NORTH DAKOTA (KXNET) — One month ago, an oilfield wastewater pipeline began leaking, but it wasn’t discovered until a little over a week ago.
About 8 miles northwest of Ray, 1.4 million gallons of saltwater leaked out of a pipeline operated by the Hess Corporation.
It reportedly began leaking on July 21, but the incident wasn’t reported until later, on August 15.
“Once we identified the leak, we shut in the pipeline and our priority right now is to clean up the water release. And again while nobody ever wants to see this type of thing happen, I can assure you that we are committed to doing the right thing here. And that’s why we are working with the state,” said Brent Lohnes, the general manager of Hess North Dakota.
The cause of the spill is still under investigation.
But, Lohnes says Hess is doing what it can.
“Right now we have three things that we’re doing on the location. One we have burning and dikes that are in place to contain the water. We’ve trenched to direct the water and collect water. And then we have water collection systems, vacuum trucks to pick up the water and dispose of it,” said Lohnes.
The pipeline was carrying a byproduct of oil production.
“The spill was produced water, which is wastewater that comes up with the oil from the oil wells. It’s a very salty brine,” said Karl Rockeman, the director of the Division of Water Quality for the North Dakota Department of Environmental Quality.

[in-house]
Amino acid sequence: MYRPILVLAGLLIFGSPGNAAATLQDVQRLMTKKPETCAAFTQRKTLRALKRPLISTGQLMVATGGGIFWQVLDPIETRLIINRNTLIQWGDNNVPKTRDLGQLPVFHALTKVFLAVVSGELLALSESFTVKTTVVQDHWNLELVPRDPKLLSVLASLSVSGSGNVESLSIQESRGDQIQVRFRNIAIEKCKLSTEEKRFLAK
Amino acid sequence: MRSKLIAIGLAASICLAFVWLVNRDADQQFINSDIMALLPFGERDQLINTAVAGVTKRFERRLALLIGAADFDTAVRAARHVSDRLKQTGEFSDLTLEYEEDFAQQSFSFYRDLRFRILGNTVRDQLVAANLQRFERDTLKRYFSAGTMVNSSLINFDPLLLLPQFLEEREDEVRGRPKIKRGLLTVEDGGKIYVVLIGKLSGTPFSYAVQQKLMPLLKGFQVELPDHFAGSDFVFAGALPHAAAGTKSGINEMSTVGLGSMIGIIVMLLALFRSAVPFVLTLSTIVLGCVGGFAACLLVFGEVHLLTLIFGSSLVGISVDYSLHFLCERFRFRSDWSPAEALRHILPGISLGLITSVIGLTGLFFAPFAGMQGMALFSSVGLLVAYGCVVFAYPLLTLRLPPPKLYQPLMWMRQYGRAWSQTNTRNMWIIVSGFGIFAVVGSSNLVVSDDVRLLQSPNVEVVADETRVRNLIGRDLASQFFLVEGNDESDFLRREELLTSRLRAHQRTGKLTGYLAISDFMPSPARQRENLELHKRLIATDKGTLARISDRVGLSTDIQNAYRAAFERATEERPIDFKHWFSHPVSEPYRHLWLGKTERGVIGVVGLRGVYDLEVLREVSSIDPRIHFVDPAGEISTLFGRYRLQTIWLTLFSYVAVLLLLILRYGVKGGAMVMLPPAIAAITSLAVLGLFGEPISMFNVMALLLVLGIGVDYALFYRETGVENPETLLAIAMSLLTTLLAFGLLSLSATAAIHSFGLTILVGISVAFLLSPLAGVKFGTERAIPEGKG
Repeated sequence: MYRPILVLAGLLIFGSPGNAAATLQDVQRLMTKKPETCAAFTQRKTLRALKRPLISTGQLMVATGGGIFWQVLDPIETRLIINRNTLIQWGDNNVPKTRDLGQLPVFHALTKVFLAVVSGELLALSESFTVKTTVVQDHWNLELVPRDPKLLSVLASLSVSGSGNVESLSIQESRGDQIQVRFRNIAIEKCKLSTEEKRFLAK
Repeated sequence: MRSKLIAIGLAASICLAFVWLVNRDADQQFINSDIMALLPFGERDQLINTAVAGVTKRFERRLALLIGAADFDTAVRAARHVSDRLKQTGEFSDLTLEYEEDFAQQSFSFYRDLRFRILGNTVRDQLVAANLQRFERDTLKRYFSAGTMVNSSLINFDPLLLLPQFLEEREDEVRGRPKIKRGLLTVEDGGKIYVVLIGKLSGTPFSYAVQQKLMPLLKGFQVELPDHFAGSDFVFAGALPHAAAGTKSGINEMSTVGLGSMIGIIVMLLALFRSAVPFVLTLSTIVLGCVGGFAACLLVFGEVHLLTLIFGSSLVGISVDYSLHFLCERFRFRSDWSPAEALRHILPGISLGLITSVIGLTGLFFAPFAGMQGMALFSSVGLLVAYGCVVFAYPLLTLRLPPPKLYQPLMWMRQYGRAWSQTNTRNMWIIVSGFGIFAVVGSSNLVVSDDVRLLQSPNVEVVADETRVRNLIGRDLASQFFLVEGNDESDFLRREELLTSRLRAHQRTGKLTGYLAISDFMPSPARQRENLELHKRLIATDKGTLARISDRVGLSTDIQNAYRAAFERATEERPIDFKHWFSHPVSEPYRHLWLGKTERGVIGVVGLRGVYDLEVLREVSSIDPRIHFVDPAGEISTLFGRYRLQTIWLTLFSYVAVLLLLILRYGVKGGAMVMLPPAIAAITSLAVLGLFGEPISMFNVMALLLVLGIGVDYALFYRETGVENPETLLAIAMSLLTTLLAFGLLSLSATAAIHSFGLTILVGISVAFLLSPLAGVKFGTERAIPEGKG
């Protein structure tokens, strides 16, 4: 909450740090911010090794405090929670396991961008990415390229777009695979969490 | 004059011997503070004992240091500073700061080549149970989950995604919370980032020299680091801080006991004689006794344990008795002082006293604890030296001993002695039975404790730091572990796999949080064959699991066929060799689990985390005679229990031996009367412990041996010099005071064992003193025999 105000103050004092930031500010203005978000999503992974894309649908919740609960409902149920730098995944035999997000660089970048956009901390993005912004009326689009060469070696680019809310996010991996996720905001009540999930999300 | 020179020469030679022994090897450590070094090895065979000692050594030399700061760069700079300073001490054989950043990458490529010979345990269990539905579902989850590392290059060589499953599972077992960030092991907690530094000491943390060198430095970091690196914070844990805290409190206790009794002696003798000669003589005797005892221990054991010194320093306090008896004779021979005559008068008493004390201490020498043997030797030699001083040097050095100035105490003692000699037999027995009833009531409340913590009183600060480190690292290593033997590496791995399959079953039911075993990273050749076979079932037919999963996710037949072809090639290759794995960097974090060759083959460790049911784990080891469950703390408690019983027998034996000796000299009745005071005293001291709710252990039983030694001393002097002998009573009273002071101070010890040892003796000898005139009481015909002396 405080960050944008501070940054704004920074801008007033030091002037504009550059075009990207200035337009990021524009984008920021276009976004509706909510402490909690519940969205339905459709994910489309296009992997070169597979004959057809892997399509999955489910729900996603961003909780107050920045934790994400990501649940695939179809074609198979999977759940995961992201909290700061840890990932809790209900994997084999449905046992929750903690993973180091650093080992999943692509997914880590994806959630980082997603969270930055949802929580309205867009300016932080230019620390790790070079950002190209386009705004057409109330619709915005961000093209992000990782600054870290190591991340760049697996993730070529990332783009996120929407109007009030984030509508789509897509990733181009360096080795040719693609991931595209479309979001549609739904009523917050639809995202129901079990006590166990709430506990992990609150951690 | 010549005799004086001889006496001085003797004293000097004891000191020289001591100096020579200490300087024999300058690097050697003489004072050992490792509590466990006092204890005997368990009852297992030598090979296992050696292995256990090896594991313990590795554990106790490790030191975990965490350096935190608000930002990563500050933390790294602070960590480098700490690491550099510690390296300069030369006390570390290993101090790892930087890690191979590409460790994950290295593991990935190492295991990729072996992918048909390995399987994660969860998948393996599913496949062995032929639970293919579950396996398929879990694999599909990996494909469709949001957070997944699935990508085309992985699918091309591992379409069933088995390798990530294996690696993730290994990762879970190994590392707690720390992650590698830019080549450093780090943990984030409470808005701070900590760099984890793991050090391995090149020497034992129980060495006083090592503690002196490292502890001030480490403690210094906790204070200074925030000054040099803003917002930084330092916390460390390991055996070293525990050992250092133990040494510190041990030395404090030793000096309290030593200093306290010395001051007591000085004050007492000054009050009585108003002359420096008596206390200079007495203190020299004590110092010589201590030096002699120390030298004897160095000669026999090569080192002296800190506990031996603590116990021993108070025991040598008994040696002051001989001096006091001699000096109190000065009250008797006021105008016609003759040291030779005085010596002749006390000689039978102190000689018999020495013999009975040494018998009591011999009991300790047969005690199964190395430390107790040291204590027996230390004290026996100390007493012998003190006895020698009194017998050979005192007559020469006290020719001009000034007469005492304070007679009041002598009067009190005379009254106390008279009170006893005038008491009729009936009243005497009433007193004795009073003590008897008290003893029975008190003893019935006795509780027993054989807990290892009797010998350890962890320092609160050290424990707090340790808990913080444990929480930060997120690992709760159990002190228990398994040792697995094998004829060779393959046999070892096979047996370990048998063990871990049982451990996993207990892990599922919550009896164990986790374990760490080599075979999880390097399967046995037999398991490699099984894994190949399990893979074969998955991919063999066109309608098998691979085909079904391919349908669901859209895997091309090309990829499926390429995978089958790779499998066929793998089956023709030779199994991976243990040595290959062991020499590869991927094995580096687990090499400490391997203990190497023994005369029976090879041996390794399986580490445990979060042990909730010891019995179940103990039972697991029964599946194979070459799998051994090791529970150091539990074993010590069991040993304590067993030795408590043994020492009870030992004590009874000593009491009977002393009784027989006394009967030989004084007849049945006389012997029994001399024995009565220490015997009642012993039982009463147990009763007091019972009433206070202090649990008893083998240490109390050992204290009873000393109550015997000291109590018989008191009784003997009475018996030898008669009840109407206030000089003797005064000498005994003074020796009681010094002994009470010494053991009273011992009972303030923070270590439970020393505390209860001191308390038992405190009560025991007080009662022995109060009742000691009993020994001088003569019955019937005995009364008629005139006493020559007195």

Rockeman says there are two significant effects this type of spill has on the environment.
“The first is to the soils of the area. Salt is very harmful to the soils and the vegetation growing in that. The second impact is the localized groundwater. It has not impacted anybody’s drinking water source or does not relay anyone’s drinking water aquifers that we’ve not seen impacts to surface waters, but there is some amount of groundwater in the area that has been contaminated,” said Rockeman.
He adds it’s hard to tell when the spill will be completely cleaned up, but it will take at least a year.
Hess Corporation is in charge of cleaning up the spill and the state is in charge of making sure that happens and that the environment is restored to its once normal condition.